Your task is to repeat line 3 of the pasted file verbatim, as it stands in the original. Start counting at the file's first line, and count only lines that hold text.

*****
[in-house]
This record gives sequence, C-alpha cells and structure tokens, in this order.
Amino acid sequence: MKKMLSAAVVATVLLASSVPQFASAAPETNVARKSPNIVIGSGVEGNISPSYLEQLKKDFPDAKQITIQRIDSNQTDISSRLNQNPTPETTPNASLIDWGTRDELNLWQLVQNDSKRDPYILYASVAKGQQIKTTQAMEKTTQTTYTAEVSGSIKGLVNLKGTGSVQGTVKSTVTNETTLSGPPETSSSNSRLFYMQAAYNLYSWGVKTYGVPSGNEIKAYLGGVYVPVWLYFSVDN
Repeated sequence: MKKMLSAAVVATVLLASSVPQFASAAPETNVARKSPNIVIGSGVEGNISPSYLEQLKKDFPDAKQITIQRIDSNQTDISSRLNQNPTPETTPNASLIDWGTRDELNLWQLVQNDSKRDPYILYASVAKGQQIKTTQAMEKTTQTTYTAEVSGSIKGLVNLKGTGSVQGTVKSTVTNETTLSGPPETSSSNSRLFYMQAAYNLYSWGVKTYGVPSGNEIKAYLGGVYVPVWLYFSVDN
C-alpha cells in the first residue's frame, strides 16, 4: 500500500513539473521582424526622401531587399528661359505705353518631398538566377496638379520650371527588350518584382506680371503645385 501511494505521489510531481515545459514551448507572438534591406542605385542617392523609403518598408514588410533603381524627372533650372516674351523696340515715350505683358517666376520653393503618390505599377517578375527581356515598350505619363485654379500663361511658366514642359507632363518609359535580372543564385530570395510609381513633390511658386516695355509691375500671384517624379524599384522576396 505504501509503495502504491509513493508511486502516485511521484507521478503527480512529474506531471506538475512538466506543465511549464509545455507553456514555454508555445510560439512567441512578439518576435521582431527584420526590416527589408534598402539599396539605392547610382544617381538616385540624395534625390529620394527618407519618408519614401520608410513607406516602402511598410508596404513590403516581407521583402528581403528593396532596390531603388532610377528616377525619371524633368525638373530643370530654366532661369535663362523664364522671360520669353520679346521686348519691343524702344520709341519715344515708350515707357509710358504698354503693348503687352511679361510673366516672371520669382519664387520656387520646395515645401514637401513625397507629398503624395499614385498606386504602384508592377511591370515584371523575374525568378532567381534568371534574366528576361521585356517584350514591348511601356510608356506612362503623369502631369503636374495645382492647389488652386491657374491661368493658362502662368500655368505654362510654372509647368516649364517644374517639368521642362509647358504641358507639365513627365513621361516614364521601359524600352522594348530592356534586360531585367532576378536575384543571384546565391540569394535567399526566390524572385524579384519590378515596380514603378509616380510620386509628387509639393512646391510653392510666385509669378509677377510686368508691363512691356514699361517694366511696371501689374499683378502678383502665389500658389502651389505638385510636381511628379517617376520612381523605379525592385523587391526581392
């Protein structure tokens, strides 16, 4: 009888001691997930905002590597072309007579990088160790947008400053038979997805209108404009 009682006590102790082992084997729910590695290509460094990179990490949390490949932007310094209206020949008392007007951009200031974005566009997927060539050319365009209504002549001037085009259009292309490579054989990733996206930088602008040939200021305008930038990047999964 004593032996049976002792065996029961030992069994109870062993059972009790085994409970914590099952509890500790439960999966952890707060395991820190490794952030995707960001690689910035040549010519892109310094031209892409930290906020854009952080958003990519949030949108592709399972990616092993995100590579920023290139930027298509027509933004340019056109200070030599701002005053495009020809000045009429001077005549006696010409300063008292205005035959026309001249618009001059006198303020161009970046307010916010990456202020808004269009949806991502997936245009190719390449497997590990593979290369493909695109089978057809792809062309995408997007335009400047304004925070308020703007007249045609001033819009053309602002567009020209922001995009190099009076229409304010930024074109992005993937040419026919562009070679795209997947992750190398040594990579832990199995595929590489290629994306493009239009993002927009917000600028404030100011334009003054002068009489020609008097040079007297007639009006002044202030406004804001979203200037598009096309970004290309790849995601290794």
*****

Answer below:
Amino acid sequence: MKKMLSAAVVATVLLASSVPQFASAAPETNVARKSPNIVIGSGVEGNISPSYLEQLKKDFPDAKQITIQRIDSNQTDISSRLNQNPTPETTPNASLIDWGTRDELNLWQLVQNDSKRDPYILYASVAKGQQIKTTQAMEKTTQTTYTAEVSGSIKGLVNLKGTGSVQGTVKSTVTNETTLSGPPETSSSNSRLFYMQAAYNLYSWGVKTYGVPSGNEIKAYLGGVYVPVWLYFSVDN